it’s easier to fall down so when there’s snow on the ground it’s extra
important stay away from the danger zone around the school bus you wouldn’t want
to slip and fall under the bus wheels. I wait until the children
cross the street. When all the kids are safely on the other side I close the
door, then I check the rearview mirror to make sure everyone is seated and quiet then we continue on the route. Not bad for a first-time bus driver, huh? Oh, one other thing, you’re used to getting on and
off the bus through the door and the front but in case of emergency there other ways to get out of the bus. Have you noticed the door at the rear of the school bus? That’s the emergency door and it’s there for emergency evacuations and hardly ever used. If the front doors are blocked
for some reason the emergency door is another way to get
out and when the door is pushed open far it stays in place so it’s easy to get out. Never try to close the
emergency door once it’s open there are no steps at the emergency door
so when you use it you’ll have to jump to the ground. There
will be students standing beside the door to help you once you’re on the ground you need to
get away from the bus. You should move about three bus lengths away from the bus and stay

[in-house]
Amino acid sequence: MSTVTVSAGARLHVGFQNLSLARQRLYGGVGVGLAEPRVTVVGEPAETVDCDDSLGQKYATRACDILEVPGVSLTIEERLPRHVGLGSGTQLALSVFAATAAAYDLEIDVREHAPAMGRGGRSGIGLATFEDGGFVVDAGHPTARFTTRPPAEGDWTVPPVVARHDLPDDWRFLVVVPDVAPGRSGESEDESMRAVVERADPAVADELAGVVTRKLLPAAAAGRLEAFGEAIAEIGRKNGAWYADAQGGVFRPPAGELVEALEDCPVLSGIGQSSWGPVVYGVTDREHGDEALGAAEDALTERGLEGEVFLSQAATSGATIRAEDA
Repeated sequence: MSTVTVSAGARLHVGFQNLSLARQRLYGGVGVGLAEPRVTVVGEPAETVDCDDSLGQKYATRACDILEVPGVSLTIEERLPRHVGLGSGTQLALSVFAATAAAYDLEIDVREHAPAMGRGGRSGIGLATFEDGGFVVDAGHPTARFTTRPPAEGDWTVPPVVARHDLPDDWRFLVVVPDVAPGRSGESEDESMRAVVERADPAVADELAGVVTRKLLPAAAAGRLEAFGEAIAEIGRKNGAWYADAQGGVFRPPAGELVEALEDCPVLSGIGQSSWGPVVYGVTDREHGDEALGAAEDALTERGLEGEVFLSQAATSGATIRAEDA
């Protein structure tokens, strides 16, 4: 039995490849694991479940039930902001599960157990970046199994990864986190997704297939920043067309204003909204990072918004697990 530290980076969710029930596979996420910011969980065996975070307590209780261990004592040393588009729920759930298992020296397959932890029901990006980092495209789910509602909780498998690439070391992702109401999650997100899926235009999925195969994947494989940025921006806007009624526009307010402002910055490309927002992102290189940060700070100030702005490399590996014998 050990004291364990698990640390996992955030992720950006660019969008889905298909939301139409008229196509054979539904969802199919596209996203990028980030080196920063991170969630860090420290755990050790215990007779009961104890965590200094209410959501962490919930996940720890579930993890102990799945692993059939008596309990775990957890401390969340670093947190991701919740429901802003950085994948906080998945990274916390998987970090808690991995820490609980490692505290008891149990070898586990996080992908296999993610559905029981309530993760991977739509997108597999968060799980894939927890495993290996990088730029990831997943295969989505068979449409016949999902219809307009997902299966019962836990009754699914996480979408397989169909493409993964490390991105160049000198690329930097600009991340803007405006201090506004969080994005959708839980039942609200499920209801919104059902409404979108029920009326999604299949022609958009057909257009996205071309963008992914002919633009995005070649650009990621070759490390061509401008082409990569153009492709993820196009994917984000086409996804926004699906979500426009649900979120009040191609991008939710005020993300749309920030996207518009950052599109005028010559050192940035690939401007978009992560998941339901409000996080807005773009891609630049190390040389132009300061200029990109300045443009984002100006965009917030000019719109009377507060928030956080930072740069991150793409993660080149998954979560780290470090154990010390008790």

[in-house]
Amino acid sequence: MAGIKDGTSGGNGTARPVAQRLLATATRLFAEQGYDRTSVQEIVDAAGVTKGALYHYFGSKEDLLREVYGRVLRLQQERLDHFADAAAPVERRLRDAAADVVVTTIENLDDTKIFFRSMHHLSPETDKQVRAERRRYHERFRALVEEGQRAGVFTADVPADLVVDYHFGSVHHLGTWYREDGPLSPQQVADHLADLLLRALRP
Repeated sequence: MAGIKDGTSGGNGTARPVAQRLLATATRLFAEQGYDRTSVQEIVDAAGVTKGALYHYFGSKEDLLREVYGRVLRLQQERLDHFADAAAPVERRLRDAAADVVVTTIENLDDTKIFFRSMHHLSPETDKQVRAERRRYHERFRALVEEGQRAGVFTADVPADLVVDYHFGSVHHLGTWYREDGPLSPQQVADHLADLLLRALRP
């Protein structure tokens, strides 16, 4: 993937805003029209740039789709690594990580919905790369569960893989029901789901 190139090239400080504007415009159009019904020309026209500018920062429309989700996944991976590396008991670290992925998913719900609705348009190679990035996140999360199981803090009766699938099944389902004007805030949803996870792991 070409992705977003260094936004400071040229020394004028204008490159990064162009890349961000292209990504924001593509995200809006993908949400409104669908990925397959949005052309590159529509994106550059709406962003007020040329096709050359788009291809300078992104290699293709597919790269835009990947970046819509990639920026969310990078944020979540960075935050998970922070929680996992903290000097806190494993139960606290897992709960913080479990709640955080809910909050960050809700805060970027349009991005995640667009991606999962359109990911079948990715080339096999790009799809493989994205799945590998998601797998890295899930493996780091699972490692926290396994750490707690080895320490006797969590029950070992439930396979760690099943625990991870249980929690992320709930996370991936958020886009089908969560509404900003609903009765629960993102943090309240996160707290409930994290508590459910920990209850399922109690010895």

together in a group in a safe place off the roadway in addition to the two doors, there are other ways to exit the bus in an emergency. The side windows open to become exits and there are two roof hatches
that can be used in certain kinds of emergencies. Chances are, you will never see
the windows and hatches used as exits, but it’s good to know they’re
there if you need them each bus is equipped with a first aid kit which the driver can use to treat minor
injuries in an emergency Your bus driver and the school patrol are
trained to make your trips to and from school as safe as possible and that’s why it’s important to do
whatever the patrol kids and the bus driver tell you to do at all times. I thought you would have to stay in the hospital. I’m glad you didn’t have to. They’re coming to my stop. Who’s going to drive the bus the rest of the way? I will, I will!!!!! Angie… Angie… Angie… It’s your stop. I know, I know… I know! I must’ve been asleep. remember to go straight home before you
play with your friends you don’t want your parents to worry! You know, driving a school bus isn’t an easy job. There’s a lot to think about. We can make the bus driver’s job easier by doing our job — following the rules we need to work together to keep
everyone safe and always remember riding the bus is a privilege, a privilege
you can lose if you don’t follow the rules anti how you liked feel like a already have
up up up up

About the Author: Michael Flood